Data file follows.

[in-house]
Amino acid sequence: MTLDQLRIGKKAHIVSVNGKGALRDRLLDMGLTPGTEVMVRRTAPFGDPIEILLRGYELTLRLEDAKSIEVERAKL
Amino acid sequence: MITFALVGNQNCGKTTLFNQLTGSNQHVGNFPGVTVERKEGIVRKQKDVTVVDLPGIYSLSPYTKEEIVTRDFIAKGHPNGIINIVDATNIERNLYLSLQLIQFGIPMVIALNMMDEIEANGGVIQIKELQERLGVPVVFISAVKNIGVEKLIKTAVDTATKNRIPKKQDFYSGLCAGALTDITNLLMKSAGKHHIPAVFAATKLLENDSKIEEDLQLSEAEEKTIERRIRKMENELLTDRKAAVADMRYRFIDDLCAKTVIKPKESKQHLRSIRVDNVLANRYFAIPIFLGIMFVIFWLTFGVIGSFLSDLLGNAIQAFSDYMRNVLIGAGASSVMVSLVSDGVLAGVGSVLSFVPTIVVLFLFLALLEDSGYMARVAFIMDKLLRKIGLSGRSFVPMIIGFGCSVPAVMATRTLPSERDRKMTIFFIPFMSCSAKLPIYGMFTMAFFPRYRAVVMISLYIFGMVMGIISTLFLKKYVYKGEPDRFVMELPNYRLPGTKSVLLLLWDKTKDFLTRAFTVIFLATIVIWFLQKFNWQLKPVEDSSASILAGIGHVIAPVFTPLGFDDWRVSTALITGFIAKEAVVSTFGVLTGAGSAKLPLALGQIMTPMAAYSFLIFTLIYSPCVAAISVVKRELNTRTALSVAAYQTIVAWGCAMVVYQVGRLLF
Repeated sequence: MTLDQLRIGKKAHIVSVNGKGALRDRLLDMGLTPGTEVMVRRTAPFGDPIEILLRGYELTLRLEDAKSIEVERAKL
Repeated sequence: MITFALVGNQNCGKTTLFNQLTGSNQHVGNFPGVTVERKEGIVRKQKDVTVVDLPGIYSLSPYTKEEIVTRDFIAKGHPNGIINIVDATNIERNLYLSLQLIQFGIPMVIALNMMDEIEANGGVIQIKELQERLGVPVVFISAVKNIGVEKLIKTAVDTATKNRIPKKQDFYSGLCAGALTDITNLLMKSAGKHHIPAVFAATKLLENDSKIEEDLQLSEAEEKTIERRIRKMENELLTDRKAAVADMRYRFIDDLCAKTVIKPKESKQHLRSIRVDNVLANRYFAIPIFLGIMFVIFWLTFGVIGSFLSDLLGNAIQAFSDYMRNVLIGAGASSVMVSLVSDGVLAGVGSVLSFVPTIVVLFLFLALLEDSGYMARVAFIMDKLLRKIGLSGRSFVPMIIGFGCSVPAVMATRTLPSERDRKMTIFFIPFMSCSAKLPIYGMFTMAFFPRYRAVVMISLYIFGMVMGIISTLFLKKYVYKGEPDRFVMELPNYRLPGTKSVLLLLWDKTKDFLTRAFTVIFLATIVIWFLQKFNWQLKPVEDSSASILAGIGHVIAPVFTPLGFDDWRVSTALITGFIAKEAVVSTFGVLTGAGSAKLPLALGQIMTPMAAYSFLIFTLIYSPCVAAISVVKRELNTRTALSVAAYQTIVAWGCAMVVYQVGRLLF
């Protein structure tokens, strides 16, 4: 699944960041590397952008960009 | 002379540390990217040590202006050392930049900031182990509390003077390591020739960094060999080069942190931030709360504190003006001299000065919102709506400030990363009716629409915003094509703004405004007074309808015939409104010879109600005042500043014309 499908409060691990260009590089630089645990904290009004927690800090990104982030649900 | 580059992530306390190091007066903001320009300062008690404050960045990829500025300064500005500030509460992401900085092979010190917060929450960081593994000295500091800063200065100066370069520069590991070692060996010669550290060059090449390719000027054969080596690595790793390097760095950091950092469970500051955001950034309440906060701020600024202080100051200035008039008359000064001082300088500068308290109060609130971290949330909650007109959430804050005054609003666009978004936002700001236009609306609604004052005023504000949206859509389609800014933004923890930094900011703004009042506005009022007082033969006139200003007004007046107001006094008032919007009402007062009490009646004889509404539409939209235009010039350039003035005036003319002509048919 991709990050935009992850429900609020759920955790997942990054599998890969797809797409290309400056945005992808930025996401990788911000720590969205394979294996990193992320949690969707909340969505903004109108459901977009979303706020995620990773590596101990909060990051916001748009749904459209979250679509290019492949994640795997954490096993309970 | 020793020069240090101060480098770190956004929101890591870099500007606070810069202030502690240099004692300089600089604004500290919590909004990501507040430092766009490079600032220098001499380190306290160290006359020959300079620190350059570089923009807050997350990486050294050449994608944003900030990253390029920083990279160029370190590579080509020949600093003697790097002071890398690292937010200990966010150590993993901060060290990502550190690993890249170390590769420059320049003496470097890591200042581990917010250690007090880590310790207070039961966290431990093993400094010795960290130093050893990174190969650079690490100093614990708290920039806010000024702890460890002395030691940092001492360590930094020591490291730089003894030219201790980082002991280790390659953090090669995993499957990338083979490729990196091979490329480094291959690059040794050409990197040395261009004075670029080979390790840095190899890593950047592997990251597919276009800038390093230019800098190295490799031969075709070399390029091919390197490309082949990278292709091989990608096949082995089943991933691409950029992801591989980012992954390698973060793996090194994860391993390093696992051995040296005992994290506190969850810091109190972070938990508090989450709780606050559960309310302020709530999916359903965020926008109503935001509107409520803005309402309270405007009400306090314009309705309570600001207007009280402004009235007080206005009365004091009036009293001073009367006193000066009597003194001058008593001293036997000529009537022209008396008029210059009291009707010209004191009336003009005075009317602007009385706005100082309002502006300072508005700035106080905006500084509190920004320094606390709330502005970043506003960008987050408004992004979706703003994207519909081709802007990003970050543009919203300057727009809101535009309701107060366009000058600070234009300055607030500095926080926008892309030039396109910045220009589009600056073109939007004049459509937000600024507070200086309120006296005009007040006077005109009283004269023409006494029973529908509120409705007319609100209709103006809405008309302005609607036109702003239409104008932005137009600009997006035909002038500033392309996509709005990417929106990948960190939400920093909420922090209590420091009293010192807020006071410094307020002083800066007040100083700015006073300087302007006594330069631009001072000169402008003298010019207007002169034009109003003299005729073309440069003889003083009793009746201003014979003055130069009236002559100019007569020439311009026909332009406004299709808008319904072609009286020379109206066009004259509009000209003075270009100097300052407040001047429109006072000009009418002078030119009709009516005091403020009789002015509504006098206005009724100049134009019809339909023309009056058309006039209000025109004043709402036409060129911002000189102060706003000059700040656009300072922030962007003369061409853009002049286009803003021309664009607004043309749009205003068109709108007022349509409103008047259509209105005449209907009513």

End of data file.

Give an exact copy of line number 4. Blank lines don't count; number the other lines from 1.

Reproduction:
Repeated sequence: MTLDQLRIGKKAHIVSVNGKGALRDRLLDMGLTPGTEVMVRRTAPFGDPIEILLRGYELTLRLEDAKSIEVERAKL